A micromachine that resembles a tiny origami bird flaps its wings and bends its neck as if by magic.
Researchers assembled the micromachine from materials that contain small nanomagnets. They can program these nanomagnets to assume a particular magnetic orientation. When the programmed nanomagnets are then exposed to a magnetic field, specific forces act on them. If these magnets are located in flexible components, the forces acting on them cause the components to move.
For the construction of the microrobot, the researchers fabricated arrays of cobalt magnets on thin sheets of silicon nitride. The bird constructed from this material could then perform various movements, such as flapping, hovering, turning, or side-slipping. The researchers report the work in the journal Nature.
(Credit: PSI/ETH Zurich via GIPHY)
“The movements performed by the microrobot take place within milliseconds,” says Laura Heyderman, head of the Laboratory for Multiscale Materials Experiments at Paul Scherrer Institute (PSI) and professor for mesoscopic systems at ETH Zurich.
“But programming of the nanomagnets only takes a few nanoseconds. This makes it possible to program the different movements one after the other. This means that the tiny microbird can first flap its wings, then slip to the side and afterwards flap again. “If needed, the bird could also hover in between,” says Heyderman.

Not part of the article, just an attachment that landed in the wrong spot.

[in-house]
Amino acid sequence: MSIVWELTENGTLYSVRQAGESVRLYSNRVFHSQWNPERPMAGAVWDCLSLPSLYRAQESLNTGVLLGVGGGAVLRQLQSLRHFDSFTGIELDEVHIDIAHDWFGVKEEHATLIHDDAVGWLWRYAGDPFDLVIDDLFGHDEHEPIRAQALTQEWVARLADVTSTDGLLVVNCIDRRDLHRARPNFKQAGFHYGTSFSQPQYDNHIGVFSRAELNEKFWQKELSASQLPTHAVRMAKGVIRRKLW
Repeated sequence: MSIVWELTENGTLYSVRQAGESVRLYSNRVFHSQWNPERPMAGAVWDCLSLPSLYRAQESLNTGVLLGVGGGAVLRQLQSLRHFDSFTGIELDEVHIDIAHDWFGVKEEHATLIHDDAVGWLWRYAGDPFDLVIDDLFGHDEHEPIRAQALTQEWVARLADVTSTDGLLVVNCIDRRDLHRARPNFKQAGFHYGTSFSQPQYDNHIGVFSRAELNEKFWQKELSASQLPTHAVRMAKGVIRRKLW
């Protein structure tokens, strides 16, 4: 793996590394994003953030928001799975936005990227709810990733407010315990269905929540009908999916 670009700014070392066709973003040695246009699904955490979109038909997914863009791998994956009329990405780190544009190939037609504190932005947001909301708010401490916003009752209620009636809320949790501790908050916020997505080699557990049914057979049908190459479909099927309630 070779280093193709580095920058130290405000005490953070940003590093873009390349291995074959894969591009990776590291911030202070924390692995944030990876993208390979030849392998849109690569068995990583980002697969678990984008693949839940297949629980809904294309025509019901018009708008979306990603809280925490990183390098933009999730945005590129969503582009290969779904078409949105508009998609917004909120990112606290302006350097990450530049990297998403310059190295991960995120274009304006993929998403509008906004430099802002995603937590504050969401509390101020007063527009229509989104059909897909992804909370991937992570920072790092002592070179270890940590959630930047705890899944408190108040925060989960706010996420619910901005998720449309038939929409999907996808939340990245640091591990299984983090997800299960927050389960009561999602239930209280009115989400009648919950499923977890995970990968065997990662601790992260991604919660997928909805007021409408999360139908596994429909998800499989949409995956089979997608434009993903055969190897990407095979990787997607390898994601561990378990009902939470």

This novel concept is an important step towards micro- and nanorobots that not only store information to give a particular action, but also can be reprogrammed to carry out different tasks.
“It is conceivable that, in the future, an autonomous micromachine will navigate through human blood vessels and perform biomedical tasks such as killing cancer cells,” explains Bradley Nelson of the Institute of Robotics and Intelligent Systems at ETH Zurich. Other application areas are also conceivable, such as flexible microelectronics or microlenses that change their optical properties.
In addition, applications are possible in which the characteristics of surfaces change. “For example, they could be used to create surfaces that can either be wetted by water or repel water,” says Jizhai Cui, an engineer and researcher in the Mesoscopic Systems Lab.